Twelve Years a Slave At a Glance
Solomon Northup’s 12 Years a Slave recounts the author’s life story as a free black man from the North who was kidnapped and sold into slavery in the pre-Civil War South.
The son of an emancipated slave, Northup was born free. He lived, worked, and married in upstate New York, where his family resided. He was a multifaceted laborer and also an accomplished violin player. In 1841, two con men offered him lucrative work playing fiddle in a circus, so he traveled with them to Washington, D.C., where he was drugged, kidnapped, and subsequently sold as a slave into the Red River region of Louisiana. For the next twelve years he survived as the human property of several different slave masters, with the bulk of his bondage lived under the cruel ownership of a southern planter named Edwin Epps. In January 1853, Northup was finally freed by Northern friends who came to his rescue. He returned home to his family in New York and there, with the help of editor David Wilson, wrote his account in 12 Years a Slave.
Written by: Solomon Northup (as told to editor David Wilson)
Type of Work: Slave narrative
First Published: 1853
Setting (primary): The Red River region of Louisiana
Settings (secondary): Saratoga Springs, New York; Washington, D.C.; New Orleans, Louisiana
Main Characters: Solomon Northup (aka “Platt”), James H. Burch, William Ford, John M. Tibeats, Edwin Epps, Patsey, Mistress Epps, Mr. Bass, Henry B. Northup
Major Thematic Topics: Slavery as a moral cancer; freedom; injustice; the inherent dignity of all humanity; the place of women in society; religion and slavery; man’s inhumanity to man; slavery’s toll on servant and master alike
Major symbols: Chains; the whip; the Bible; water; the swamp
Movie Versions: 12 Years a Slave (2013)
The three most important aspects of 12 Years a Slave: 12 Years a Slave presents a startlingly accurate and verifiable account of the common slave experience in the United States in the antebellum (pre-Civil War) South. From start to finish, basic facts about the time, the places, the people, and the practices of the day are incorporated, sometimes in excessive detail, into Northup’s story. He speaks with authority on all subjects of his enslavement, naming names and pointing out landmarks along the way. In doing so, he dares skeptics to refute his story, knowing that public records and common knowledge would defend it. For example, when Northup accuses a wicked slave trader of keeping him captive in Washington, D.C., he not only names that slaver, he names the slaver’s accomplice, identifies exactly where the slave pen is hidden, and describes the physical structure of the slave pen in detail. The result? During the trial that took place after Northup had been freed, that slave trader couldn’t deny having kept Northup as his captive in that now-exposed slave pen. Additionally, the accuracy of and factual detail in 12 Years a Slave have kept this book prominent as a reliable historical reference on slavery for more than 150 years since it first debuted.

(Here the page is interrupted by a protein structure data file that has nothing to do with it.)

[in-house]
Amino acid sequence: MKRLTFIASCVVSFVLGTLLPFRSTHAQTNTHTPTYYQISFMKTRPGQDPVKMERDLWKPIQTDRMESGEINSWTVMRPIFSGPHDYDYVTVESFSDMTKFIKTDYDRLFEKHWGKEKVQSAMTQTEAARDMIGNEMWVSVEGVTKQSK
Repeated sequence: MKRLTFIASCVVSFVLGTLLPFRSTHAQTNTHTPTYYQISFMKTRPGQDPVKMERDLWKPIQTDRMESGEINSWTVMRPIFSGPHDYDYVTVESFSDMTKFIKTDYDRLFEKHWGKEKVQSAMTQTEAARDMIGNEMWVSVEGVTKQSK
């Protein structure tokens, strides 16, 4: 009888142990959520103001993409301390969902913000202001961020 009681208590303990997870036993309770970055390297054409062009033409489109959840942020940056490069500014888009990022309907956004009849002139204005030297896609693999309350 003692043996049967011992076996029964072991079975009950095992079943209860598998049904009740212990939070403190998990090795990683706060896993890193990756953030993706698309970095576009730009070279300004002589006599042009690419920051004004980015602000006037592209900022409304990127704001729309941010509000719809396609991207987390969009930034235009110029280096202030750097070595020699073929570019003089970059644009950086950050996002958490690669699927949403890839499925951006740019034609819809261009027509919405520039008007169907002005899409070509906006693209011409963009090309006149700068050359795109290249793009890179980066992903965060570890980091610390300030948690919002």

12 Years a Slave serves as a timeless indictment of the practice of “chattel bondage,” or human slavery. Northup’s detailing the abuses he endured—and those he was forced to inflict—provides a warning to all generations of the moral costs that slavery exacts from everyone involved. The slave himself or herself is degraded, made to suffer awful torments, and cruelly robbed of physical, emotional, and spiritual riches. Still, the slave is not the only one who suffers. By participating in slavery, the master is morally degraded and emotionally desensitized. His religion is made hypocrisy. His family legacy is robbed of basic human graces like love, justice, and integrity. In this respect, Northup’s 12 Years a Slave is notable for giving human faces to the evil that was once common practice, and for sounding a constant warning of the awful consequences of chattel bondage.
12 Years a Slave is a testimony to the power of the human spirit and the enduring determination of hope. Solomon Northup is deceived, kidnapped, abused, removed from family, deprived of identity, and beaten into a long, weary, unjustified submission. Yet he is never broken. Even in his worst days of sorrow lived under the cruelties of Edwin Epps, he never gives up hope that one day he will be free. He never loses faith in his friends, constantly assured that if he can only get word to the North then they will indeed come to his rescue. And they do. In the end, Solomon Northup’s heartbreaking journey uplifts because in his testimony is evidence that faith and hope can endure—and triumph.